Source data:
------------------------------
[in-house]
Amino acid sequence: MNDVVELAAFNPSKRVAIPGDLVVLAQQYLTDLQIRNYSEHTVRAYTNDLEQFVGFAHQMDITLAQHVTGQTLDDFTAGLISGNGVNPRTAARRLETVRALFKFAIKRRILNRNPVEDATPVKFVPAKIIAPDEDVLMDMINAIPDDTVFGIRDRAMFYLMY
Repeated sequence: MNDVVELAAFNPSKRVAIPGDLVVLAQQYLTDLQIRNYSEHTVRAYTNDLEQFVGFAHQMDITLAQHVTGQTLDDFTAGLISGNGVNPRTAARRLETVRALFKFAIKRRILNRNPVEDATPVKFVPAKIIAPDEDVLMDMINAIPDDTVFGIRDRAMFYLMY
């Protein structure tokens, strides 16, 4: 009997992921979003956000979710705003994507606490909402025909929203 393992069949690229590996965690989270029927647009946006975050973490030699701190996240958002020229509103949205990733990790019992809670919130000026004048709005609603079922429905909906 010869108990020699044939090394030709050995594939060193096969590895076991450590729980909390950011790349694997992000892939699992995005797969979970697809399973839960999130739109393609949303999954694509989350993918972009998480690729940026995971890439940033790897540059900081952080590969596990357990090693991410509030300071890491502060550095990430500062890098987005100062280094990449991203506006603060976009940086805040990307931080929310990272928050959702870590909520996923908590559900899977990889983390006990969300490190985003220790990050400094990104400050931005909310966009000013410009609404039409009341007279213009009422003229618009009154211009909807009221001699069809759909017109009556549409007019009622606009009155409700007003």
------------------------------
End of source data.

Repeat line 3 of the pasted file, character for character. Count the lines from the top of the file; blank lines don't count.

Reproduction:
Repeated sequence: MNDVVELAAFNPSKRVAIPGDLVVLAQQYLTDLQIRNYSEHTVRAYTNDLEQFVGFAHQMDITLAQHVTGQTLDDFTAGLISGNGVNPRTAARRLETVRALFKFAIKRRILNRNPVEDATPVKFVPAKIIAPDEDVLMDMINAIPDDTVFGIRDRAMFYLMY